An Adirondack Firetower Challenge---Try a new list
OK, so the list really isn’t new – but it might be to you. Have you been working on the 46 High Peaks, but need a break from long strenuous days? Maybe you are up here with the family and you want to do something a bit less challenging? Maybe you want a list to work on with the family so that everyone can have fun without the worry of a 12+ mile day that spans over a 10-hour period of your long weekend? Well then, I must say, the Adirondack Firetower Challenge is right up your alley.
“To complete the Challenge and receive the official full-color patch, hikers must climb and document, by date, ascents of at least 23 fire tower summits: 18 of 23 Adirondack Park summits and all 5 Catskill Park summits. Climbing each tower itself is not required, nor in fact recommended, for those towers that have not been restored for safe public use. The mountain should have a standing fire tower on the date of your ascent.” Information from ADK-gfs.org.
For additional information such as a brochure, list of peaks and peak locations go to the Adirondack Firetower Challenge website.
That paragraph pretty much says it all, but let me break it down a bit further for you by giving you a bit of an overview of the fire tower peaks in the Whiteface Region – or within a skip and jump from Wilmington.
This 2.2 mile round-trip hike/snowshoe will bring you high above the Lake Champlain Valley and Keeseville. It’s simple to reach: from Wilmington just follow Route 86 to Jay, then Route 9N to Keeseville, then Route 9-South toward Lewis, the trailhead will be on your left near the old Pokomoonshine state campground. While “Poko” as many call it, is famous for its rock and ice climbing, it often gets visited by those wishing for a stellar view. From this summit you will surely get that, with Lake Champlain not too far away you can look over those blue waters to the Green Mountains of Vermont. The climb, while a bit steep in areas, is relatively short in distance. Be sure to check out the interesting views along the way as you move along the top of some of the tall cliffs. Take a break at the lean-to on the shoulder of the mountain and maybe brew up some hot water for a cup of tea or hot chocolate. Climb the firetower and extend your views while relaxing in the cab.
To get there follow Route 86 out of Wilmington toward Jay, then take a right onto 9N, stay on 9N through Keene and then take the left (remaining on 9N) toward Elizabethtown. The trailhead will be on your left a few miles up the road. This 5.2 mile round trip hike/snowshoe is one of the most popular firetower peaks on the list and one of the more popular mountains in the region. Situated right on the edge of the High Peaks Wilderness, it gains its own Primitive Area. While the tower itself has not yet been restored, it has been selected to be in the near future. Please don’t attempt to climb the tower at this time, it is in very rough condition and is very dangerous. The tower can be viewed from Route 9N, standing in the distance like a beacon welcoming you to the mountains. It has become a staple destination for locals and visitors for decades. The climb which is broken down into three pitches will gain you elevation rather quickly above the roadside, then through a marshy area, then steep again to a high col with the trail to Crow Clearing. Finally, climb along a short rock scramble to the rocky summit that overlooks the Giant Mountain Wilderness and the High Peaks Wilderness beyond that.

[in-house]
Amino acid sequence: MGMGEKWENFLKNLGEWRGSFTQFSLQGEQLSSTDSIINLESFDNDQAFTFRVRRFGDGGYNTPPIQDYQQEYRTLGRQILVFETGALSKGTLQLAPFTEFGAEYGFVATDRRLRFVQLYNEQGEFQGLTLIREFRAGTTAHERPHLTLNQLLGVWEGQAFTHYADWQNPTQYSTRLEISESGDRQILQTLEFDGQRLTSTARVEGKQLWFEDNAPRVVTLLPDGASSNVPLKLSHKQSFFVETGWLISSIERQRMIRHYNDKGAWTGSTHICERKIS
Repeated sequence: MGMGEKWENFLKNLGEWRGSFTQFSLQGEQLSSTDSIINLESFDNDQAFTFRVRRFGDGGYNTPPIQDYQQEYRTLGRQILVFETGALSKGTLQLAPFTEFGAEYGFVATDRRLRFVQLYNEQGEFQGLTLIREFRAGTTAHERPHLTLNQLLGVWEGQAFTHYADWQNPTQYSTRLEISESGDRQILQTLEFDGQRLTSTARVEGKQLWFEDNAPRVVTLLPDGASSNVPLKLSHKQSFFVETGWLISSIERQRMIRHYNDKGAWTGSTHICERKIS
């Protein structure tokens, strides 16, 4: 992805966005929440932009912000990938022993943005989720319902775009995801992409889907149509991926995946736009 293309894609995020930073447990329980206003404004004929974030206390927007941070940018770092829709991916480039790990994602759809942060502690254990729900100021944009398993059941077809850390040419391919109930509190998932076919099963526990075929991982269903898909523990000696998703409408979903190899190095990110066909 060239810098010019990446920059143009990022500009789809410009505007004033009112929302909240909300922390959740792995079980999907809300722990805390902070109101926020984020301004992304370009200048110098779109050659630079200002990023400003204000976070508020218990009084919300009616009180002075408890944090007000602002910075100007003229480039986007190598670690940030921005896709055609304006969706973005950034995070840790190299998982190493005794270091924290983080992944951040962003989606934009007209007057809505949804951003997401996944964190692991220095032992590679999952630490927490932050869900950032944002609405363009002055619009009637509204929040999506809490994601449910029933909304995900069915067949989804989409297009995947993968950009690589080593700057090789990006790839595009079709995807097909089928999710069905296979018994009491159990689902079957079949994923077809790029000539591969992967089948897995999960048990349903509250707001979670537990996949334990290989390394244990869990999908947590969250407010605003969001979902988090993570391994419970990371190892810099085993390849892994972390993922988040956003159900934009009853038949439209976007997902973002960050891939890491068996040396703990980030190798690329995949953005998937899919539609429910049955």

St. Regis Mountain
This peak residing in Paul Smiths is a bit further away but can easily be reached and even combined with its neighbor Azure – which I will talk about next. Just follow Route 86 through Lake Placid and Saranac Lake and head into Paul Smiths. In Paul Smiths take a right onto Route 30 and then a quick left onto Keese Mill Road. The trailhead parking will be up the road a short distance on your left. The trail is just up the dirt road a few hundred feet on the right. The easy to moderate hike will bring you through an attractive forest with only one somewhat steep section. Aside from that on lone steep pitch there are several smaller hills to climb on this 6.8 mile round trip journey. This trail is not only an excellent hike it also makes for a great snowshoe trip. This peak’s tower is also in disrepair but slated for restoration in the near future. Please don’t attempt to climb this one either – the bottom staircases have been removed to dissuade anyone from trying. The views from the summit floor are fantastic as you stand overlooking the Saint Regis Lakes and the numerous other peaks in the area.
A bit farther along, but neighboring St. Regis Mountain, is Azure Mountain. Continue along Keese Mill Road from the St. Regis Trailhead. The road will become Blue Mountain Road. You will follow Blue Mountain Road for quite some time, especially in winter when the conditions are bit less favorable, to the trailhead on the left. Azure is a quick 2.0 mile round trip hike/snowshoe to a very remote fire tower peak. The trail is rather easy as you climb the less than 1000’ elevation gain to the rocky summit. The tower can be climbed but it isn’t necessary to gain the fantastic views that await you.
While these four peaks reside the closest to the Whiteface Region, don’t let that stop you from venturing out even further to other firetower peaks or maybe even other smaller mountains in the area. There is so much to offer hikers and snowshoers while staying in Wilmington, it’s almost difficult to make a decision.